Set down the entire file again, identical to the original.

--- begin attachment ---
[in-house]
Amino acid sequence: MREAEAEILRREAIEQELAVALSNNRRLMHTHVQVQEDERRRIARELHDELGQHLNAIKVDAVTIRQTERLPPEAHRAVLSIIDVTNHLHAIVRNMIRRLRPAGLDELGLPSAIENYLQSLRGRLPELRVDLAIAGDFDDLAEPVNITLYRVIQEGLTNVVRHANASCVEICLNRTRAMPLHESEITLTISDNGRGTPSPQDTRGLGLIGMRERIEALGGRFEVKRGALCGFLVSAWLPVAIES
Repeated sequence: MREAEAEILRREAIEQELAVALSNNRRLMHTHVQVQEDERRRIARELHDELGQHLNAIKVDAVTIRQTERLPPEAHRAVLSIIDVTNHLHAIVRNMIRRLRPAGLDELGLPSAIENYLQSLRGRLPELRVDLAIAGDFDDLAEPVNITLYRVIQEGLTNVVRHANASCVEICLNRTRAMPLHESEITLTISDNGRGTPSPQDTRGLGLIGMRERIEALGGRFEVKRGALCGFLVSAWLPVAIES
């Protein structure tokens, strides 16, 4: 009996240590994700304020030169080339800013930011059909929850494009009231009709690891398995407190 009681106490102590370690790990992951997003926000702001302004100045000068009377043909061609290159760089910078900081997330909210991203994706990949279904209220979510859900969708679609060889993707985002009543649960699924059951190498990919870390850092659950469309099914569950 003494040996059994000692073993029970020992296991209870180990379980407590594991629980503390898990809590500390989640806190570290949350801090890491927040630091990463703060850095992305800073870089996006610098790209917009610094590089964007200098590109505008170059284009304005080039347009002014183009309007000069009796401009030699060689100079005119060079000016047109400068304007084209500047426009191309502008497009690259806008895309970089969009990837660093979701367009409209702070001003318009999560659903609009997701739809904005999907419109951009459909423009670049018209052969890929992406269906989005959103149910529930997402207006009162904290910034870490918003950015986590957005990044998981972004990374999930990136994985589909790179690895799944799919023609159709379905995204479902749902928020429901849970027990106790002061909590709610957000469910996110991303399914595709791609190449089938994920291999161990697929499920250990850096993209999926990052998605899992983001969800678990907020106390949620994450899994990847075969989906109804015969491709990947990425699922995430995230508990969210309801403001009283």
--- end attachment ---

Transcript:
[in-house]
Amino acid sequence: MREAEAEILRREAIEQELAVALSNNRRLMHTHVQVQEDERRRIARELHDELGQHLNAIKVDAVTIRQTERLPPEAHRAVLSIIDVTNHLHAIVRNMIRRLRPAGLDELGLPSAIENYLQSLRGRLPELRVDLAIAGDFDDLAEPVNITLYRVIQEGLTNVVRHANASCVEICLNRTRAMPLHESEITLTISDNGRGTPSPQDTRGLGLIGMRERIEALGGRFEVKRGALCGFLVSAWLPVAIES
Repeated sequence: MREAEAEILRREAIEQELAVALSNNRRLMHTHVQVQEDERRRIARELHDELGQHLNAIKVDAVTIRQTERLPPEAHRAVLSIIDVTNHLHAIVRNMIRRLRPAGLDELGLPSAIENYLQSLRGRLPELRVDLAIAGDFDDLAEPVNITLYRVIQEGLTNVVRHANASCVEICLNRTRAMPLHESEITLTISDNGRGTPSPQDTRGLGLIGMRERIEALGGRFEVKRGALCGFLVSAWLPVAIES
């Protein structure tokens, strides 16, 4: 009996240590994700304020030169080339800013930011059909929850494009009231009709690891398995407190 009681106490102590370690790990992951997003926000702001302004100045000068009377043909061609290159760089910078900081997330909210991203994706990949279904209220979510859900969708679609060889993707985002009543649960699924059951190498990919870390850092659950469309099914569950 003494040996059994000692073993029970020992296991209870180990379980407590594991629980503390898990809590500390989640806190570290949350801090890491927040630091990463703060850095992305800073870089996006610098790209917009610094590089964007200098590109505008170059284009304005080039347009002014183009309007000069009796401009030699060689100079005119060079000016047109400068304007084209500047426009191309502008497009690259806008895309970089969009990837660093979701367009409209702070001003318009999560659903609009997701739809904005999907419109951009459909423009670049018209052969890929992406269906989005959103149910529930997402207006009162904290910034870490918003950015986590957005990044998981972004990374999930990136994985589909790179690895799944799919023609159709379905995204479902749902928020429901849970027990106790002061909590709610957000469910996110991303399914595709791609190449089938994920291999161990697929499920250990850096993209999926990052998605899992983001969800678990907020106390949620994450899994990847075969989906109804015969491709990947990425699922995430995230508990969210309801403001009283």